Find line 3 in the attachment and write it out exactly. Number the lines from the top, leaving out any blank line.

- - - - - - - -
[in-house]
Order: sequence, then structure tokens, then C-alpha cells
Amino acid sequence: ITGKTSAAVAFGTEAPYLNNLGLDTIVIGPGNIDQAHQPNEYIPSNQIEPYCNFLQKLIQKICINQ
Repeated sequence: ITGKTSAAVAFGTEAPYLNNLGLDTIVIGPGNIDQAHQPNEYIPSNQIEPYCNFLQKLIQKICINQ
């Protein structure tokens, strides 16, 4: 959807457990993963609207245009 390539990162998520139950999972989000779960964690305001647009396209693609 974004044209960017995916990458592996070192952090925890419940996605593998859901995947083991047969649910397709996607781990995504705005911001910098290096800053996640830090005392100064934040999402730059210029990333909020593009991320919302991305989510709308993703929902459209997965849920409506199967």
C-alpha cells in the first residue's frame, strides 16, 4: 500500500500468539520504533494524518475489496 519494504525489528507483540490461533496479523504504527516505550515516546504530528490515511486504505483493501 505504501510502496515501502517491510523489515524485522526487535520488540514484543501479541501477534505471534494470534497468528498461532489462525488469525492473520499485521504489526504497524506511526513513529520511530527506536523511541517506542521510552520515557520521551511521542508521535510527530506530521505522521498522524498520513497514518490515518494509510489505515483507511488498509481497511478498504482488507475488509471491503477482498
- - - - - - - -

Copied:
Amino acid sequence: ITGKTSAAVAFGTEAPYLNNLGLDTIVIGPGNIDQAHQPNEYIPSNQIEPYCNFLQKLIQKICINQ